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The Lifecycle of a From Drool to School Book

From Drool to School-9

The advent of online shopping and overnight shipping has made it easy to forget what has to happen for a package to arrive at the door. The same is true for the educational materials the Delta Dental Foundation (DDF) produces and ships, free of charge, to community nonprofits as part of the in-kind request process.

From initial ideation to placing a box of materials on a truck, each item is the end result of several teams that are intimately involved in creation and distribution.

So what does the lifecycle of a From Drool to School booklet look like, and who are the people that make it all possible?

Step 1: Design, an Idea is Born

Every great project starts with an idea.

The DDF had partnered with a number of WIC (the Special Supplemental Nutrition Program for Women, Infants and Children) clinics and hospitals to increase age-one dental visits and improve oral health in pregnant people. That’s where the concept of From Drool to School was conceived.

To develop any piece of material, including From Drool to School, the DDF team uses research, subject matter expertise and grantee feedback to develop oral health education that addresses specific areas of concern—or opportunities for change. The DDF team calls on its corporate partner, Delta Dental of Michigan, for design and printing support. Once text is drafted and a format is determined, Delta Dental of Michigan’s design team can begin work on the digital project.

A team of three women and one man huddles around a laptop computer.
From left to right: Emily Waldschmidt, from the DDF, confers with Lisa Ferra, Corey Saladin and Darcy Wood from the Delta Dental of Michigan design team. (Photo by Jen Anderson)

The original From Drool to School book debuted in 2013. Lisa Ferra, senior multimedia design and program specialist at Delta Dental of Michigan, is responsible for many of the updates to the original book. Darcy Wood, senior multimedia design and creative specialist at Delta Dental of Michigan, will redesign From Drool to School, which will be available online, later this year.

Wood has been a designer for 13 years, nine of which have been at Delta Dental of Michigan. She specializes in brand development and creating a unique look and feel for various campaigns. Ferra has more than 30 years of experience and has worked in pre-press, design and production, and she’s been a manager of printing and fulfillment in previous positions.

Juggling projects from different parts of the organization can be challenging. While many of the materials have a similar look and feel, it can take a fair amount of time and effort to come up with a unique document that matches the initial idea while maintaining a cohesive brand image.

Both Wood and Ferra bring a special set of skills to the table, and their design styles are different from one another. These complementary skill sets and stylistic differences help create new and interesting designs that are cost effective (from a printing and mailing perspective) and engaging to the reader or viewer.

The design process can take months depending on document length and project needs.

The assigned designer maps out the layout, often by placing the draft text into a blank document or a previously designed template. This step helps illustrate where natural line breaks happen, how many pages are necessary, where visual elements can be placed, and, occasionally, where there’s too much text. Sometimes content must be cut or rewritten to improve flow and readability.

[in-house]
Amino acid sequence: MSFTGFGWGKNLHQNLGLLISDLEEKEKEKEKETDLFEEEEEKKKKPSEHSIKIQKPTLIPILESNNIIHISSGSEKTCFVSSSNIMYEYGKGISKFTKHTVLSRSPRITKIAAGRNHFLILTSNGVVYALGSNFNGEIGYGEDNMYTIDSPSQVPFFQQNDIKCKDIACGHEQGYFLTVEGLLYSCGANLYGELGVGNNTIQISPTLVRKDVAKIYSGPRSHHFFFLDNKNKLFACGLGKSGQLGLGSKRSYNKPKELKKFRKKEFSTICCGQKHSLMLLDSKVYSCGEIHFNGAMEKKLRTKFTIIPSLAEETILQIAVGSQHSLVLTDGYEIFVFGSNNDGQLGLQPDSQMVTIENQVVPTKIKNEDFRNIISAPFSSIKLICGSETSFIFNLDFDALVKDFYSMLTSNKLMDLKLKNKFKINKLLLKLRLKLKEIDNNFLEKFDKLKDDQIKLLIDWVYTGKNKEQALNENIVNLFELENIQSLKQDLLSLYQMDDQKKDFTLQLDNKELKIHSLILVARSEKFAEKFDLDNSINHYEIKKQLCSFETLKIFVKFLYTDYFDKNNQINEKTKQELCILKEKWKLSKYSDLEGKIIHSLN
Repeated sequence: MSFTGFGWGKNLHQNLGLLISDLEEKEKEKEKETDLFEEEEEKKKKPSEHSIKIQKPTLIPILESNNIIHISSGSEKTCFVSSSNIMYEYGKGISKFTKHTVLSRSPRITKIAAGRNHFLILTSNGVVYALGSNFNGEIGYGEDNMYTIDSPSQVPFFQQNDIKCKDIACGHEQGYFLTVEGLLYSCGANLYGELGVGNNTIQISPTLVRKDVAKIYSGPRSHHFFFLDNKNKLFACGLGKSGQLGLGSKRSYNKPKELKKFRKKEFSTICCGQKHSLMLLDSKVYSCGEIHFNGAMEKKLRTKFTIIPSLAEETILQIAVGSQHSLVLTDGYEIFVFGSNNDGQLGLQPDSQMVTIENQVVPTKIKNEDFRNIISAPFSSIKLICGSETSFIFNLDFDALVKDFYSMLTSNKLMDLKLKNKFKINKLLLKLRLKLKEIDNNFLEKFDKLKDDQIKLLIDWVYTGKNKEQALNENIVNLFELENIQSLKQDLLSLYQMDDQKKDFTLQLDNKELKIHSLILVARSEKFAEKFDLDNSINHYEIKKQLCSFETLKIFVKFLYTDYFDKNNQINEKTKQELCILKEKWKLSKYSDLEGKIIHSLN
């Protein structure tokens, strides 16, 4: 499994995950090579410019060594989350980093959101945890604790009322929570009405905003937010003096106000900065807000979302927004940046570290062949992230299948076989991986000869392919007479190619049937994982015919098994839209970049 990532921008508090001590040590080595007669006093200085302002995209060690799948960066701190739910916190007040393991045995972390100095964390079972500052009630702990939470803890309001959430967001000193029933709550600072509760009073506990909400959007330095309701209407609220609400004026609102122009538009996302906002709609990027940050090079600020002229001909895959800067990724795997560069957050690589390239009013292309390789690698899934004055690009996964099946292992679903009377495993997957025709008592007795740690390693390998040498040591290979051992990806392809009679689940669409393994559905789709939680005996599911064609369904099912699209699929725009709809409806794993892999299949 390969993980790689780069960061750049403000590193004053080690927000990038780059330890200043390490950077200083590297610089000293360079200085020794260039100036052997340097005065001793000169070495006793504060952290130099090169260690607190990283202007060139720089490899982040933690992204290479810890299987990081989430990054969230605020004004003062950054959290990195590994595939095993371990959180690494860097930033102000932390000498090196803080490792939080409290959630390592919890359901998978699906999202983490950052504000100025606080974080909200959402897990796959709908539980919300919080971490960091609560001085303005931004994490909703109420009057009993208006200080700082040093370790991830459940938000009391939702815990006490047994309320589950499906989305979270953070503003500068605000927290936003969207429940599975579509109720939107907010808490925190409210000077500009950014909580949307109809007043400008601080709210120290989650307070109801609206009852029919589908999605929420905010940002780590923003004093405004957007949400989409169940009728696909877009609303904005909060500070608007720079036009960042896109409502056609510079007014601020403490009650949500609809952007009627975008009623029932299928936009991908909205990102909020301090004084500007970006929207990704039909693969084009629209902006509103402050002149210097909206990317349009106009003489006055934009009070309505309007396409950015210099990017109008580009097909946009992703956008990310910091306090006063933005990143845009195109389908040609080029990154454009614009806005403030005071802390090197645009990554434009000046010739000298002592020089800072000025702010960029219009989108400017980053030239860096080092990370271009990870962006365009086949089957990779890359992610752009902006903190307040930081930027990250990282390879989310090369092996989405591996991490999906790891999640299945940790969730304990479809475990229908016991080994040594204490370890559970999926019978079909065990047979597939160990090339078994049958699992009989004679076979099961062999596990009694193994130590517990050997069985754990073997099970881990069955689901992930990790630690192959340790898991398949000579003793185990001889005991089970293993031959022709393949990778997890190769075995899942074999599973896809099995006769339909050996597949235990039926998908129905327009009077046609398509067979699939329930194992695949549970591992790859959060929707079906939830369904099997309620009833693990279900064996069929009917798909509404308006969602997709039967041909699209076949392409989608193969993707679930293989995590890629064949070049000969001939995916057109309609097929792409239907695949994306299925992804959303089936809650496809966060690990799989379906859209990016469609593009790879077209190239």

Once the initial design is partially complete, the designer sends sample pages to the DDF team for feedback. The DDF team reviews, offers feedback and suggested changes (if any) and then returns it to the designer. The designer adjusts the document accordingly, then resends to the DDF. This back-and-forth continues until the designer and the DDF are satisfied. During this process, each team ensures the text and the layout are error free.

It goes beyond proofreading, though. Another designer will review for layout issues, brand standards and more, all to make sure the end product is the best it can be. Once final changes are made and the file is in the correct format for printing, the assigned designer creates an interactive PDF for digital or online use electronically “packages” the entire document—complete with all the images, files, colors and fonts necessary to make it look its best.

Translating materials such as From Drool to School, which is available in Spanish and Arabic, requires an extra step. To create these versions, the files are sent to a translation company who determines the appropriate dialect.

At that point, the designer sends the carefully formatted design files to the printing team.

Step 2: Printing, Bringing Life to the Design

Each print run starts with a ticket.

“Our printing process involves several employees and machines,” said James Koehler, supervisor for printing services at Delta Dental of Michigan. “We have state-of-the-art equipment that we use to produce our printed materials and are proud of the high-quality products we create.”

An older man poses in front of stacks of printer boxes.
Jim Koehler in front of stacks and stacks of print paper boxes. (Photo by Jen Anderson)

Koehler brings more than 40 years of print-industry knowledge to the team. Since 2019, Koehler has led the printing and fulfillment team, and he’s been a key player in improving the DDF’s in-kind fulfillment process. Koehler also serves as the paper expert, selecting paper based on the project and product availability—a critical consideration when supply chain issues exist.

Paper used in the printing process can vary in size, texture (say, glossy or matte) and thickness. Each document has specific paper needs, so it is important that the printing press is loaded with the correct paper. The From Drool to School book actually uses two types of paper: one for the covers and tabs and another for the inside pages.